In this global village, boundaries have no relevance for business. Market regulators and investors, however, have become very relevant to global enterprises. They keep a corporate honcho on toes all the time. Filing quarterly results and meeting the expectations of investors can prove a taxing job for CEOs (chief executive officers) and CFOs (chief financial officers). Not surprisingly, they seek solace in some stress-busting activity. The head of this leading information technology company decided to dip himself deep into some lovely music of Bombay Jayashri at the Mylapore Fine Arts Club on the evening of December 24, 2010. A mechanical engineer from the National Institute of Technology (formerly the Regional Engineering College) in Trichy, Chandra Sekaran, President and Managing Director (Global Delivery) of Cognizant, also holds an M.B.A. from the Indian Institute of Management, Bangalore. Chandra Sekaran is from a musically-sensitive family and spent much of his early days in Sirgazhi. Investing time in music has surely been helping him to drive his enterprise efficiently and profitably. Well, we need to take cognizance of this power of music.

Fan(ning) attraction
A concert within a concert! Well, this fan had managed to stage it on this day. This lady was among the few listeners allowed to be seated on the stage around the performing artistes on the dais. She was sitting just behind the violinist at the concert of Bombay Jayashri for Mylapore Fine Arts Club on the evening of December 24, 2010. This fan would follow the tempo of the vocalist and percussion artistes. There is nothing wrong in that. All involved fans do that. But this `exciting' fan was demonstrative. She would swing the head aggressively right and left, let the right hand come down aggressively while counting the beats and stage a singing act. For the audience seated in front of the performing artistes, she was an avoidable diversion. If Jayashri was able make a positive impact with her music on the audience, this lady fan had an unsettling effect on co-listeners.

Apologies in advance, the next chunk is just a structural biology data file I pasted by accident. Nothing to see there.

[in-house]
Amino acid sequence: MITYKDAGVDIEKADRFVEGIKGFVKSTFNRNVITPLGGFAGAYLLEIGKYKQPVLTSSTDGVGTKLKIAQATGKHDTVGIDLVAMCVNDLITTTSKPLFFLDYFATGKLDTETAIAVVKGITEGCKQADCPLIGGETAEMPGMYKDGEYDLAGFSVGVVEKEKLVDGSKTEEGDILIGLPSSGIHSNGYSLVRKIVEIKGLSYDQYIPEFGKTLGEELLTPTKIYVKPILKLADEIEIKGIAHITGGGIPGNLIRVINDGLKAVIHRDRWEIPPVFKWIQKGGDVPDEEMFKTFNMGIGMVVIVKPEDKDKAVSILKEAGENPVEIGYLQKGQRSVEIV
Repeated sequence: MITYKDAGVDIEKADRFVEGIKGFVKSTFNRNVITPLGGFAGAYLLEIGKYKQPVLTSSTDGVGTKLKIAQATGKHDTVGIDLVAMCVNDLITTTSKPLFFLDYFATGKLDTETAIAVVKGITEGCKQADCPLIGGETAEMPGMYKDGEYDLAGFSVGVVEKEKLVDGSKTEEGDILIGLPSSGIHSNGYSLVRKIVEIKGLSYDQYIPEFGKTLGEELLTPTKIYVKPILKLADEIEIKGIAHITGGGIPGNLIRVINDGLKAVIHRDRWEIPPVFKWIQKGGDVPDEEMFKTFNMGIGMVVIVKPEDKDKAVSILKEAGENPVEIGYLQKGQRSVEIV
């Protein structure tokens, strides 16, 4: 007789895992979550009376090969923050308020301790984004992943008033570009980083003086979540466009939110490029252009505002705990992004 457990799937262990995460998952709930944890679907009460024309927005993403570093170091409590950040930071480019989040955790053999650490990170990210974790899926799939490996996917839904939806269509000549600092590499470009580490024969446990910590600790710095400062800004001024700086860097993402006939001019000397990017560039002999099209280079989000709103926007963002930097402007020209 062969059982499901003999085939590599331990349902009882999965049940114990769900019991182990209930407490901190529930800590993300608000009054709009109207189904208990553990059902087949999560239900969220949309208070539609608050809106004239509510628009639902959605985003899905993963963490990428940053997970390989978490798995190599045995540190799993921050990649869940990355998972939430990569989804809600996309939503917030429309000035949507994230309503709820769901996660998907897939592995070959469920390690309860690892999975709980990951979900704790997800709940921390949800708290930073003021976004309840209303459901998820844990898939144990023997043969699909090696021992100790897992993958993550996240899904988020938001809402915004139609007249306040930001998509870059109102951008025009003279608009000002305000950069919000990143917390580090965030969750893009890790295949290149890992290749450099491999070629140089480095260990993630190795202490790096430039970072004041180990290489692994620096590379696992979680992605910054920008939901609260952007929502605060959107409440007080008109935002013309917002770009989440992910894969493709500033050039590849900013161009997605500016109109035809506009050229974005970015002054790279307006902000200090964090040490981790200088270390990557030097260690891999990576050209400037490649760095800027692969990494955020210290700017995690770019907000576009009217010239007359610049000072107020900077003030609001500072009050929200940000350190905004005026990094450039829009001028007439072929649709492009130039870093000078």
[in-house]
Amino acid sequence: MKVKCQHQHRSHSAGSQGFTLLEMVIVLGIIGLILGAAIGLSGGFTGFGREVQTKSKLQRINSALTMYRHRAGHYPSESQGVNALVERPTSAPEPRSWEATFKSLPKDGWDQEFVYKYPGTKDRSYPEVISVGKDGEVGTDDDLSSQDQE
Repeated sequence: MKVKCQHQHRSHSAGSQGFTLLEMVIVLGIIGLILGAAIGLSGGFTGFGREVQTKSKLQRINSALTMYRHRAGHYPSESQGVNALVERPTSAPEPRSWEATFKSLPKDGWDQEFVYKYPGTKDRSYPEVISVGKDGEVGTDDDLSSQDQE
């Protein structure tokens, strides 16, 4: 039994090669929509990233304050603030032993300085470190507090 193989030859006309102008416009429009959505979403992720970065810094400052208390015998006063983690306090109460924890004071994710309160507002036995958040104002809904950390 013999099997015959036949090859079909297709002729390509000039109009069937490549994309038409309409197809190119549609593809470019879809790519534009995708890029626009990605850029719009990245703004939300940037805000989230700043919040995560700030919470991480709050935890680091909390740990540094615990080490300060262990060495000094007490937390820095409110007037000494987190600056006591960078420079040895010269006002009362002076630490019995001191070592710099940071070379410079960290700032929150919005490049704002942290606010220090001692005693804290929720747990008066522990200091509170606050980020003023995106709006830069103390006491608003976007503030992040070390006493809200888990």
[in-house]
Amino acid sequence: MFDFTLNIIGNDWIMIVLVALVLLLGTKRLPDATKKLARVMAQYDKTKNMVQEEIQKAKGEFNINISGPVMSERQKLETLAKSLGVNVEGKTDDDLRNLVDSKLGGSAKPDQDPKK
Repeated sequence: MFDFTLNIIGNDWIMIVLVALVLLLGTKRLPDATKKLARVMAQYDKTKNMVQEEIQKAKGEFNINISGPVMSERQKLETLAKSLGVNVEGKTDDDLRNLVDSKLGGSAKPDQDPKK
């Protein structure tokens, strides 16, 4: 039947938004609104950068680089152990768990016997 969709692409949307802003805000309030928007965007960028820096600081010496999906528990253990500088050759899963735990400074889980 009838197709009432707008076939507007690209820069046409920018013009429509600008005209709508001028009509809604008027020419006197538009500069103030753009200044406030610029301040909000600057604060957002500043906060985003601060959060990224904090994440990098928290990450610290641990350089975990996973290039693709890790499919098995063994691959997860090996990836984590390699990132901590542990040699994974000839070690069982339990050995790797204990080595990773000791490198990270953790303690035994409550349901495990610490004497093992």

A foreign fan
He hails from Helsinki. He comes regularly to Chennai during the December music season. And, he is a great fan of vocalist Bombay Jayashri. Not surprisingly, he was among those seated in the front row among the audience during her concert for Mylapore Fine Arts Club on December 24, 2010. He has passion for this artiste’s music. This has even led him to compose music for a Tamil work. That is Eero Hameenniemi for you. He has done research in the ancient Tamil classic “Kurunthogai” and even scored music for “Rain and the Red Earth”. It is fusion music with vocalist Jayashri and involves the Tamil Kurunthogai verses.

Follow the words, avoid the act
As a student of music what should one do? When this question was posed to Carnatic vocalist O.S. Thyagarajan (OST) at an interactive session organized by Deccan Chronicle at the Rasam Restaurant in Chennai on December 23, 2010, OST came out with this interesting tit-bid. Once Musiri Subramanyam was advising his disciples on what should they be doing while singing. When he was giving a concert the next day, the disciples noticed him doing what he advised them not to do. When they met him the following day, puzzled students sought him to know why he did something which he had asked them not to do. To this, Musiri, according to OST, replied, "do what I say and not what I do." Well, it is worth following the teachings.

The Bombay link
Time was when Bombay (now Mumbai) dominated the world of Indian cricket. Today, the city has lost the Lord status in the cricketing field. But the world of Carnatic music is now seeing a steady stream of artistes from Bombay taking centre stage in Chennai, considered the Mecca of Carnatic music. Bombay sisters, Bombay Jayashri, Geetha Raja, Raji Gopalakrishnan, Aruna Sairam, sisters Ranjani-Gayatri, Prasanna Venkatraman and the list goes on. All these have sort of emerged brands in the world of Carnatic music, bringing a new flavour to this classical art form.